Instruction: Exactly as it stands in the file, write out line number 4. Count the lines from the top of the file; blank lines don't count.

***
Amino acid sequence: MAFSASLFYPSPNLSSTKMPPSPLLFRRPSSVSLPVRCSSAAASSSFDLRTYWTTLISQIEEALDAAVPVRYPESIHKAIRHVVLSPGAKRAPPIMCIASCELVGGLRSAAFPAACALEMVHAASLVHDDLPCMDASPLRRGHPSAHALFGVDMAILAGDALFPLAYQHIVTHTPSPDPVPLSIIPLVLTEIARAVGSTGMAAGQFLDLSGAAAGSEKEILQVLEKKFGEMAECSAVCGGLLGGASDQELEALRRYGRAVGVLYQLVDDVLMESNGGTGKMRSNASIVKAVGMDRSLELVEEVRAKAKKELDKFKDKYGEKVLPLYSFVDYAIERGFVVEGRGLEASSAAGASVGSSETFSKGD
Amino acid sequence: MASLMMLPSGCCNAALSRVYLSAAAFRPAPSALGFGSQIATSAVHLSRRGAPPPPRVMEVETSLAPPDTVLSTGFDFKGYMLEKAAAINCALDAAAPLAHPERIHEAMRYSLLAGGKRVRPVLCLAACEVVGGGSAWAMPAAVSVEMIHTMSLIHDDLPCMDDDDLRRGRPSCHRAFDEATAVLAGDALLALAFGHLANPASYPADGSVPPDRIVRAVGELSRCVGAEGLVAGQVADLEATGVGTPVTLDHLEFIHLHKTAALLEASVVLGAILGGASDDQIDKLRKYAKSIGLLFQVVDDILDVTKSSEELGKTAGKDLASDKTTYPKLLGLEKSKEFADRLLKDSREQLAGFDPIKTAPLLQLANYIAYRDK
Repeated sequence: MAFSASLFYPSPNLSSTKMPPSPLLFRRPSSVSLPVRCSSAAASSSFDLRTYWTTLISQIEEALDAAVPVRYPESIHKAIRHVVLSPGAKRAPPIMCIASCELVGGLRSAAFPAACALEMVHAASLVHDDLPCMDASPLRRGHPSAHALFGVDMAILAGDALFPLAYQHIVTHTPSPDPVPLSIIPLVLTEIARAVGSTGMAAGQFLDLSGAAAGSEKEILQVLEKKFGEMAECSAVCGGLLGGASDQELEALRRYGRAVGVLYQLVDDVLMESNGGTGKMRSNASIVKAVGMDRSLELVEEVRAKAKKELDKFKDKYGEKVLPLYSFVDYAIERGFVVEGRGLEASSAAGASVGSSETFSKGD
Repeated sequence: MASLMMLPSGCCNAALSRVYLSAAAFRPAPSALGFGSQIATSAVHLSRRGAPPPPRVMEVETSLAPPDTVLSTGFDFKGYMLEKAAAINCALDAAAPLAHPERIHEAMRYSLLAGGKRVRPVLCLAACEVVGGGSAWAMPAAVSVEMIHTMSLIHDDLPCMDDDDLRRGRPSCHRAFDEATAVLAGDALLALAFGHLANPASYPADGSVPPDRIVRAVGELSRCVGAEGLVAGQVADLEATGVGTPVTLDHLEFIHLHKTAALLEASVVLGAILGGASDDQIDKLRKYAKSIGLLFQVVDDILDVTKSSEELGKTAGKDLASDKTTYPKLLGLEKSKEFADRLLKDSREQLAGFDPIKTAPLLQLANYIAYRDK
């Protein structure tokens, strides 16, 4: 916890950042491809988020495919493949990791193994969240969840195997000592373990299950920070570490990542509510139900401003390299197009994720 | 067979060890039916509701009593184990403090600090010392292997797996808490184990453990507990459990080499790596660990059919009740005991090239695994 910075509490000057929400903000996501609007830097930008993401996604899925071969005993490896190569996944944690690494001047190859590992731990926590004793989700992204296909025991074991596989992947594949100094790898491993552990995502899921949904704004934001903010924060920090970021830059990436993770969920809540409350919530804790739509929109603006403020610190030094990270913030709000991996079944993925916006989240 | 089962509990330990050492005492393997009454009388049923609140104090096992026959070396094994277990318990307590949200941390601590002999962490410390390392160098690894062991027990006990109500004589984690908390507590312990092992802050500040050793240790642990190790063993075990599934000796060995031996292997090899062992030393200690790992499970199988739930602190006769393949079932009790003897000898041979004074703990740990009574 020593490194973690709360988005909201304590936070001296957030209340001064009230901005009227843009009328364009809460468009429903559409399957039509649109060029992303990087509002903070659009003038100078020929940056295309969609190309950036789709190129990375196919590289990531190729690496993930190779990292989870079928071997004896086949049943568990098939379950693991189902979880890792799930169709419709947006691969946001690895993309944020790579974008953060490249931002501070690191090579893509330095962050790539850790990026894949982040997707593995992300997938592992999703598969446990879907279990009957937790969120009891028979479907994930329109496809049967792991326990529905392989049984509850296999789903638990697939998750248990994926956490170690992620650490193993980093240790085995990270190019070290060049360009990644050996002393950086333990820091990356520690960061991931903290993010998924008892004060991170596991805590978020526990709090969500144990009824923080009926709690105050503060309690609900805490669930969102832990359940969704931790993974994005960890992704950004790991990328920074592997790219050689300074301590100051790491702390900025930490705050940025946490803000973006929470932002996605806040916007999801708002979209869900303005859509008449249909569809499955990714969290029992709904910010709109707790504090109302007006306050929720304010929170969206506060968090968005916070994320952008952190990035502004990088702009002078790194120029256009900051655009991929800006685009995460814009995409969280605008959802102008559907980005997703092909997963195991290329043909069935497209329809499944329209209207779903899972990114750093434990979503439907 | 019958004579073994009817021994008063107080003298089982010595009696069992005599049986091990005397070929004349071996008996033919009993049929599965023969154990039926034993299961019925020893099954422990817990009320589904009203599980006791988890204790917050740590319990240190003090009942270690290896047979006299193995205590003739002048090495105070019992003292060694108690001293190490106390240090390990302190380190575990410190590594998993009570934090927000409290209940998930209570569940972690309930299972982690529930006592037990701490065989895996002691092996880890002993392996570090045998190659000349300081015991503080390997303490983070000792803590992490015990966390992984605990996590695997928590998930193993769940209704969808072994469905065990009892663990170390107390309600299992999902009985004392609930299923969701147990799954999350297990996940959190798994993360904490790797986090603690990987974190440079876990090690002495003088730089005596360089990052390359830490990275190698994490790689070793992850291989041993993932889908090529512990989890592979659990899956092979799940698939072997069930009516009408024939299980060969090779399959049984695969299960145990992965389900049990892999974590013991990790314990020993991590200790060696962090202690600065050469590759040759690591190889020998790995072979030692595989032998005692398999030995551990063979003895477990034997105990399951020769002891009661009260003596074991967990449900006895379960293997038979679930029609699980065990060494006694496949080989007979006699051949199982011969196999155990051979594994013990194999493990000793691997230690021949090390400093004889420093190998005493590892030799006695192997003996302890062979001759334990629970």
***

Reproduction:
Repeated sequence: MASLMMLPSGCCNAALSRVYLSAAAFRPAPSALGFGSQIATSAVHLSRRGAPPPPRVMEVETSLAPPDTVLSTGFDFKGYMLEKAAAINCALDAAAPLAHPERIHEAMRYSLLAGGKRVRPVLCLAACEVVGGGSAWAMPAAVSVEMIHTMSLIHDDLPCMDDDDLRRGRPSCHRAFDEATAVLAGDALLALAFGHLANPASYPADGSVPPDRIVRAVGELSRCVGAEGLVAGQVADLEATGVGTPVTLDHLEFIHLHKTAALLEASVVLGAILGGASDDQIDKLRKYAKSIGLLFQVVDDILDVTKSSEELGKTAGKDLASDKTTYPKLLGLEKSKEFADRLLKDSREQLAGFDPIKTAPLLQLANYIAYRDK